Achille Mbembe, Afriques indociles. Christianisme, pouvoir et État en société postcoloniale, Paris, Karthala, 1988.

Christine Henry et Joël Noret, "Le Christianisme Céleste en France et en Belgique" in special issue "Christianismes du Sud à l'épreuve de l'Europe", Archives de Sciences Sociales des Religions, n°143, 2008/3.

Jean-Bernard Véron. "Quelles retombées des printemps arabes sur l'Afrique subsaharienne ?" Afrique contemporaine (2013/1), n°245.

Sandra Fancello & André Mary (dir.), Chrétiens africains en Europe, Prophétisme, pentecôtisme et politique des nations, Paris, Khartala, 2010.

Cédric Mayrargue, "Pluralisation et compétition religieuses en Afrique subsaharienne", Revue internationale de politique comparée, Revue Internationale de Politique Comparée, 2009/1, vol. 16, p.83-84.

Samuel P. Huntington (1996). The Clash of Civilizations and the Remaking of World Order. New York: Simon & Schuster.

Gilles Holder et Moussa Sow, L’Afrique des laïcités. État, religion et pouvoirs au sud du Sahara, IRD et éditions Tombouctou, 2014.

Guest editor: Sébastien Fath, Researcher in the Societies, Religions and Secularism Unit of the French National Centre for Scientific Research (or CNRS)

Guidelines submission

Interested authors will submit a one-page précis, describing the topic, argument outline (in brief), and the relevant data or fieldwork; submissions are due

by 28 September 2014.

Please submit your response to this call for papers via our online Editorial Manager

For questions or clarifications, contact Isabelle Fortuit <fortuiti@afd.fr>


This special issues has the following timeline (subject to change):

The editors will select article topics and authors by 04 October 2014.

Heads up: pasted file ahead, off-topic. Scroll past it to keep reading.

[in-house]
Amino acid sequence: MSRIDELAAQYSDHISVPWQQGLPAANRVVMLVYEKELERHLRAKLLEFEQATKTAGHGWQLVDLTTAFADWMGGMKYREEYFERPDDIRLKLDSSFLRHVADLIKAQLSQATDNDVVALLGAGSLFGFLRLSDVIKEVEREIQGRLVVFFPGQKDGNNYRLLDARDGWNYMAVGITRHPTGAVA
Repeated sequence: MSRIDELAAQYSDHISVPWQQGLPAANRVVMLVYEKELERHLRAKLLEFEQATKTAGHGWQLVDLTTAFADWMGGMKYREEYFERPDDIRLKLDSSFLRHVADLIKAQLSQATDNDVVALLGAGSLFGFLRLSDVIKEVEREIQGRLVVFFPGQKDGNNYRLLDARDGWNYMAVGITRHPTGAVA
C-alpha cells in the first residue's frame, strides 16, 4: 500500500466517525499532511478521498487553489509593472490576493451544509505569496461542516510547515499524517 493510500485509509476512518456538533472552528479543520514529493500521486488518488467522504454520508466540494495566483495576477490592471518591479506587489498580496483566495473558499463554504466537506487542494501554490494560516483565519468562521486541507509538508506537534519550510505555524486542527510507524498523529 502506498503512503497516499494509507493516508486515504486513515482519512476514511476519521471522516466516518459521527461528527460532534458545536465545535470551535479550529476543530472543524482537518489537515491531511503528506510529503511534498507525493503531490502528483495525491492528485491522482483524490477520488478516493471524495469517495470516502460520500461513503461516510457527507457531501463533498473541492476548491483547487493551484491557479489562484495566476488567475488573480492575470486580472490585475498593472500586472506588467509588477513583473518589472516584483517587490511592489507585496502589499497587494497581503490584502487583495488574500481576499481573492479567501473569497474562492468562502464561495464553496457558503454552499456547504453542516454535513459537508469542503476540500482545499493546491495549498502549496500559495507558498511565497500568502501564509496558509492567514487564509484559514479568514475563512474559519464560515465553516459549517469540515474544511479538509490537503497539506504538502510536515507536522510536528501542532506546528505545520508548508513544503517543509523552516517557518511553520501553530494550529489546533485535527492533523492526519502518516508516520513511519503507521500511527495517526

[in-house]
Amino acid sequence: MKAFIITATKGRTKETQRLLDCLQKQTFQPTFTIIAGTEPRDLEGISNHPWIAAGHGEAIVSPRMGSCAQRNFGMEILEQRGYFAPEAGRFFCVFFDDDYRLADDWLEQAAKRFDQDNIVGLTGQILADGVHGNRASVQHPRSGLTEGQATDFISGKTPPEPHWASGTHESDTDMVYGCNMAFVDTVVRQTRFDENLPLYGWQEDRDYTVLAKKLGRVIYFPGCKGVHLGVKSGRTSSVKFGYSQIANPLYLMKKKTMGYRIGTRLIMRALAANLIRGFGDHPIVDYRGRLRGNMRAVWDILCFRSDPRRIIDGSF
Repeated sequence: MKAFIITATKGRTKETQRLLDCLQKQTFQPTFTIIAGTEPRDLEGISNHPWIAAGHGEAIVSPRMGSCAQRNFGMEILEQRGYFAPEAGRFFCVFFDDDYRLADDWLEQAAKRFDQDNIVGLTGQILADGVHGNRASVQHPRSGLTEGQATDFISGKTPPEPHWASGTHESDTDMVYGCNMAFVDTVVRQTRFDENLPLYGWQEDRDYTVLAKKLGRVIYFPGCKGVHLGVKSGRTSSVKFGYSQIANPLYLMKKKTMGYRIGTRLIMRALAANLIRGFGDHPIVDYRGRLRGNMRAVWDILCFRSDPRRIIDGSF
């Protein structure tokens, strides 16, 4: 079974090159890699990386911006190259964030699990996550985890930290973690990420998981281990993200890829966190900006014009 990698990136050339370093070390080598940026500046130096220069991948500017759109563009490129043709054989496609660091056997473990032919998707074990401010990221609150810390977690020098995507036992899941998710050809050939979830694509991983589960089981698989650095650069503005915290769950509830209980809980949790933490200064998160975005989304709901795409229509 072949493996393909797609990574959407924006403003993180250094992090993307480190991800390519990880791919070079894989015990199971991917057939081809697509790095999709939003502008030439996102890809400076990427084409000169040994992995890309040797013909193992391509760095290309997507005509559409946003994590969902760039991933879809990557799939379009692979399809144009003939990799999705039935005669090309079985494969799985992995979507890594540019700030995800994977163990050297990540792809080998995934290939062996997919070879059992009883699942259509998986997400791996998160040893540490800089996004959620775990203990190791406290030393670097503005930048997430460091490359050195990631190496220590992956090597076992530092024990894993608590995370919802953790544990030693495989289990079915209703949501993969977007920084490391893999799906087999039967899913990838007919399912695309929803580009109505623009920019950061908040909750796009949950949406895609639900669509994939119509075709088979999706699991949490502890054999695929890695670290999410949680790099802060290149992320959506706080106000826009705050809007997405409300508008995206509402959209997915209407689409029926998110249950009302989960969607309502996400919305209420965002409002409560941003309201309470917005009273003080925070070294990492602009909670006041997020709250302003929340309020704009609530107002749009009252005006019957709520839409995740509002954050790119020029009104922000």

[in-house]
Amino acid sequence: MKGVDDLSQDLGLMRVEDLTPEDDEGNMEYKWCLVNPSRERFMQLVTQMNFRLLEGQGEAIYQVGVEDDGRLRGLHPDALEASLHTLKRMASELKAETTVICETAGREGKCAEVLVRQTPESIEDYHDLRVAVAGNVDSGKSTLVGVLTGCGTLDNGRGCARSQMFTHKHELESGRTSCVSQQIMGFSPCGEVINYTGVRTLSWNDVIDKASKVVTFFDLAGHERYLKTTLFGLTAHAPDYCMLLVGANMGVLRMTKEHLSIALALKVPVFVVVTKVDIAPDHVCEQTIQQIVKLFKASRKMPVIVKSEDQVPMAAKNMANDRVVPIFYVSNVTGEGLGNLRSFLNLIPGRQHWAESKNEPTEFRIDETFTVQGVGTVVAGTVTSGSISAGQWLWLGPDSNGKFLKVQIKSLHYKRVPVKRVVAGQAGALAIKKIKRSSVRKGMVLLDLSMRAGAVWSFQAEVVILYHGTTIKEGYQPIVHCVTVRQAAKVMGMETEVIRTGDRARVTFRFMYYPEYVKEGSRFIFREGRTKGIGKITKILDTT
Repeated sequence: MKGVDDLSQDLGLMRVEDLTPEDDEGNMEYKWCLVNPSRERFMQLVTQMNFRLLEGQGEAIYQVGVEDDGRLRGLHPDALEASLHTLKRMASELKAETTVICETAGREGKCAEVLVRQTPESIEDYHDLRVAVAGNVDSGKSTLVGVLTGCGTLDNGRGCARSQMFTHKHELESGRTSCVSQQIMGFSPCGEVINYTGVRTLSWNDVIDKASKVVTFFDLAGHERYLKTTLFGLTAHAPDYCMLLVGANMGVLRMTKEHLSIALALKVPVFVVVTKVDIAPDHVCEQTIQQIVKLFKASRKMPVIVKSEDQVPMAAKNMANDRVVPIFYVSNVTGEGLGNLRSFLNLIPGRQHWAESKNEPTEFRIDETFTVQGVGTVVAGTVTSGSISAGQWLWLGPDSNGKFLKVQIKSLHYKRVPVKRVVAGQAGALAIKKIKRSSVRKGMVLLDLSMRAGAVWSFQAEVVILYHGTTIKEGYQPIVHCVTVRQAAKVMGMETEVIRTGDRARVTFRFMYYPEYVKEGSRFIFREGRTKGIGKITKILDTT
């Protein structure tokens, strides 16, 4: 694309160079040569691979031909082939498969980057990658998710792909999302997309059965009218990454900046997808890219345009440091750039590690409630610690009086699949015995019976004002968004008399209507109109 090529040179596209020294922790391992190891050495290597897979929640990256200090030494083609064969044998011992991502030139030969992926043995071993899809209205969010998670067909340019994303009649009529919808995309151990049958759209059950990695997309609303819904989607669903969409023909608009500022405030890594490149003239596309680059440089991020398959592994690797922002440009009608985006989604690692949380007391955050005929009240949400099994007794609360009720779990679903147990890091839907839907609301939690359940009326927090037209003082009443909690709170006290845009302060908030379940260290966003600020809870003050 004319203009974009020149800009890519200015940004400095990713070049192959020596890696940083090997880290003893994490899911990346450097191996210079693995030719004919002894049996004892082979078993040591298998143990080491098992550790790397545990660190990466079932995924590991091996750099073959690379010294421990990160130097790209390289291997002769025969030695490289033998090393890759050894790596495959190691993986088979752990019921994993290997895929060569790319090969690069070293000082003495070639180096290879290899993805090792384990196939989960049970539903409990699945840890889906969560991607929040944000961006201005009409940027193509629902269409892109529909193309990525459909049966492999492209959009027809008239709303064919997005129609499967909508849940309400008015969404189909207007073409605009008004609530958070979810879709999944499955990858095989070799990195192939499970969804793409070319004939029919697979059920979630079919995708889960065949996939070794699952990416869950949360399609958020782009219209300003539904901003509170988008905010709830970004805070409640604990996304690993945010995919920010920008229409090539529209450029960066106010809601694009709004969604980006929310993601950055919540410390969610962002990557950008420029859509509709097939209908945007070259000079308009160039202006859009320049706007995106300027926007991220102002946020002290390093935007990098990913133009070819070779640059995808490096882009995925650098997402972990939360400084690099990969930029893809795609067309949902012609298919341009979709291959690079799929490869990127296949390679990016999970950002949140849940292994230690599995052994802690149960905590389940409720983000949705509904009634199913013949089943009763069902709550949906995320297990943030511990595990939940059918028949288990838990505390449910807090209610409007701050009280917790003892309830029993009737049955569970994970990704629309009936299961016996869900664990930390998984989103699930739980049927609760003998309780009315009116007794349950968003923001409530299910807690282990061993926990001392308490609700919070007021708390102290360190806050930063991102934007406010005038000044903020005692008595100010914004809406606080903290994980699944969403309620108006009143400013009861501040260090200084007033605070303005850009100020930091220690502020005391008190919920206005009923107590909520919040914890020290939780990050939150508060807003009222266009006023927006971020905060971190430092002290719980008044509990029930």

Selected authors must submit a first draft of their articles by 15 December 2014.

The special issue will be published in the first quarter of 2015.

In their published versions, the articles will be 35,000 characters in length, including spaces, footnotes and bibliography. Each article will be blind peer-reviewed by two experts in the material.


  • Sébastien Fath, Groupe Sociétés, Religions, Laïcités (GSRL) UMR 8582-CNRS/EPHE
  • Jean-Bernard Véron
  • Raphaël Jozan
  • Jean-Pierre Listre


  • Sunday, September 28, 2014


  • Afrique, christianisme, églises, diaspora, prophétisme, pentecôtisme, évangélisme, islam


  • Isabelle Fortuit
    courriel : afcontemporaine [at] gmail [dot] com
  • Sébastien Fath
    courriel : sebastienfath [at] sfr [dot] fr

Information source

  • Nicolas Courtin
    courriel : courtinn [at] afd [dot] fr


CC0-1.0 This announcement is licensed under the terms of Creative Commons CC0 1.0 Universal.

To cite this announcement

« L’Afrique subsaharienne et les nouveaux christianismes. Économie morale des mutations du christianisme », Call for papers, Calenda, Published on Thursday, August 21, 2014, https://calenda.org/297078